- T. Lindbäck, M. E. Rottenberg, S. M. Roche, and L. M. Rørvik, “The ability to enter into an avirulent viable but non-culturable (VBNC) form is widespread among Listeria monocytogenes isolates from salmon, patients and environment,” Veterinary Research, vol. 41, no. 1, 2010.
- J. D. Oliver, “Recent findings on the viable but nonculturable state in pathogenic bacteria,” FEMS Microbiology Reviews, vol. 34, no. 4, pp. 415–425, 2010.
- H. S. Xu, N. Roberts, F. L. Singleton, R. Attwell, D. Grimes, and R. Colwell, “Survival and viability of nonculturable Escherichia coli and Vibrio cholerae in the estuarine and marine environment,” Microbial Ecology, vol. 8, no. 4, pp. 313–323, 1982.
- E. Alexander, D. Pham, and T. R. Steck, “The viable-but-nonculturable condition is induced by copper in Agrobacterium tumefaciens and Rhizobium leguminosarum,” Applied and Environmental Microbiology, vol. 65, no. 8, pp. 3754–3756, 1999.
- V. Besnard, M. Federighi, E. Declerq, F. Jugiau, and J. M. Cappelier, “Environmental and physico-chemical factors induce VBNC state in Listeria monocytogenes,” Veterinary Research, vol. 33, no. 4, pp. 359–370, 2002.
- Y. N. Sardessai, “Viable but non-culturable bacteria: their impact on public health,” Current Science, vol. 89, p. 1650, 2005.
- I. S. Surono, M. C. Collado, S. Salminen, and J. Meriluoto, “Effect of glucose and incubation temperature on metabolically active Lactobacillus plantarum from dadih in removing microcystin-LR,” Food and Chemical Toxicology, vol. 46, no. 2, pp. 502–507, 2008.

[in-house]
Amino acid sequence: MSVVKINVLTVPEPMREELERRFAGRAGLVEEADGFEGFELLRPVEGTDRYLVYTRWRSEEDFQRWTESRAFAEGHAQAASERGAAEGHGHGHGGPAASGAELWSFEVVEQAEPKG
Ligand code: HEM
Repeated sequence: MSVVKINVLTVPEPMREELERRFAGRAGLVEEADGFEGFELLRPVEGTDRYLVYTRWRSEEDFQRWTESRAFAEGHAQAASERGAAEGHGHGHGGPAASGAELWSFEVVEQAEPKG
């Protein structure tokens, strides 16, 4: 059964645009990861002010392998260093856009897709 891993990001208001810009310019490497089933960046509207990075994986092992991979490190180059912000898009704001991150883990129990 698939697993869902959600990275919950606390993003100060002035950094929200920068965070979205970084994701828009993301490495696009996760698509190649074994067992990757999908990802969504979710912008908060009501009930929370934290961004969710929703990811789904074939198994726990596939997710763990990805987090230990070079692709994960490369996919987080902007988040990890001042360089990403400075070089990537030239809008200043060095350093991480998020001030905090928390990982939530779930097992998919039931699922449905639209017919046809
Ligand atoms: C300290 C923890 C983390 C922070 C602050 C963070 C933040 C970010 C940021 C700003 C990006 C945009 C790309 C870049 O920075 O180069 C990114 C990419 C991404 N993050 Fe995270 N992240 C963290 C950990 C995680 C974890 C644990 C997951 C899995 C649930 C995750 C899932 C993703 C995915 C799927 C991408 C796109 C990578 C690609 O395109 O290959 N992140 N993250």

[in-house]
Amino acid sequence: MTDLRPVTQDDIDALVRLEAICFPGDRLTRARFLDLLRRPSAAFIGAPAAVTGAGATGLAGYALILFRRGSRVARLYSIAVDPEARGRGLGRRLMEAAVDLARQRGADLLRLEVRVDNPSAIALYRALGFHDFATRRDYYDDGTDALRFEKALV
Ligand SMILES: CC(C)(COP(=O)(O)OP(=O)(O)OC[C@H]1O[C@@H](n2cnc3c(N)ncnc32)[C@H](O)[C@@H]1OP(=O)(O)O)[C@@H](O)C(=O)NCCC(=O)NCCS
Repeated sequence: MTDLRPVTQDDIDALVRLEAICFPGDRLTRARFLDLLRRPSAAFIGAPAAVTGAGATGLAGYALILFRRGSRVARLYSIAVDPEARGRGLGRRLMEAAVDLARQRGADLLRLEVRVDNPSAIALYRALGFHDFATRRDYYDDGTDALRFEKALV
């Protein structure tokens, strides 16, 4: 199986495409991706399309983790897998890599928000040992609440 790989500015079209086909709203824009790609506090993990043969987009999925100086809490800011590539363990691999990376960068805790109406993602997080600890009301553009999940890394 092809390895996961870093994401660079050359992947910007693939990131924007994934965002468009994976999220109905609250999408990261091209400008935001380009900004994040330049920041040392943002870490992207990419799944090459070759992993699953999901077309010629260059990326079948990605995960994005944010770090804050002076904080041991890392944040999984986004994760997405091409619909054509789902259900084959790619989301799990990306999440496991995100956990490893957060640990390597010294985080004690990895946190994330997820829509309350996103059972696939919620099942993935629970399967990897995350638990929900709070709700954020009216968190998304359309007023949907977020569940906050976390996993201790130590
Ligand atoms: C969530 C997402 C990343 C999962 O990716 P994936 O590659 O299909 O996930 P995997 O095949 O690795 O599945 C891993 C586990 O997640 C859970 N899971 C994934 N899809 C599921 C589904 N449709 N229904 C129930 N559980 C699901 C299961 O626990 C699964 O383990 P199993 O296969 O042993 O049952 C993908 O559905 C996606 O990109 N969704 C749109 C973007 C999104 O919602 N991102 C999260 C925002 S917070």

- A. L. Mulyukin, E. V. Demkina, A. N. Kozlova, V. S. Soina, and G. I. El'-Registan, “Synthesis of anabiosis autoinducers by non-spore-forming bacteria as a mechanism regulating their activity in soil and subsoil sedimentary rocks,” Microbiology, vol. 70, no. 5, pp. 535–541, 2001.
- H. C. Wong, P. Wang, S. Y. Chen, and S. W. Chiu, “Resuscitation of viable but non-culturable Vibrio parahaemolyticus in a minimum salt medium,” FEMS Microbiology Letters, vol. 233, no. 2, pp. 269–275, 2004.
- J. D. Oliver, F. Hite, D. McDougald, N. L. Andon, and L. M. Simpson, “Entry into, and resuscitation from, the viable but nonculturable state by Vibrio vulnificus in an estuarine environment,” Applied and Environmental Microbiology, vol. 61, no. 7, pp. 2624–2630, 1995.
- Y. Mizunoe, S. N. Wai, T. Ishikawa, A. Takade, and S. I. Yoshida, “Resuscitation of viable but nonculturable cells of Vibrio parahaemolyticus induced at low temperature under starvation,” FEMS Microbiology Letters, vol. 186, no. 1, pp. 115–120, 2000.
- F. Sun, J. Chen, L. Zhong et al., “Characterization and virulence retention of viable but nonculturable Vibrio harveyi,” FEMS Microbiology Ecology, vol. 64, no. 1, pp. 37–44, 2008.
- S. Y. Madani, A. Tan, M. Dwek, and A. M. Seifalian, “Functionalization of single-walled carbon nanotubes and their binding to cancer cells,” International Journal of Nanomedicine, vol. 7, p. 905, 2012.
- J. D. Oliver, “The viable but nonculturable state in bacteria,” Journal of Microbiology, vol. 43, pp. 93–100, 2005.
- J. E. Hobbie, R. J. Daley, and S. Jasper, “Use of nuclepore filters for counting bacteria by fluorescence microscopy,” Applied and Environmental Microbiology, vol. 33, no. 5, pp. 1225–1228, 1977.
- K. Kogure, U. Simidu, and N. Taga, “A tentative direct microscopic method for counting living marine bacteria,” Canadian Journal of Microbiology, vol. 25, no. 3, pp. 415–420, 1979.
- M. Kooti and L. Matouri, “Fabrication of nanosized cuprous oxide using fehling's solution,” Transaction F: Nanotechnology, vol. 17, no. 1, pp. 73–78, 2010.
- C. Ramesh, M. Hariprasad, and V. Ragunathan, “Antibacterial behaviour of Cu2O nanoparticles against Escherichia coli; reactivity of fehlings solution on manihot esculenta leaf extract,” Current Nanoscience, vol. 7, pp. 770–775, 2011.
- A. A. Ammann, “Speciation of heavy metals in environmental water by ion chromatography coupled to ICP-MS,” Analytical and Bioanalytical Chemistry, vol. 372, no. 3, pp. 448–452, 2002.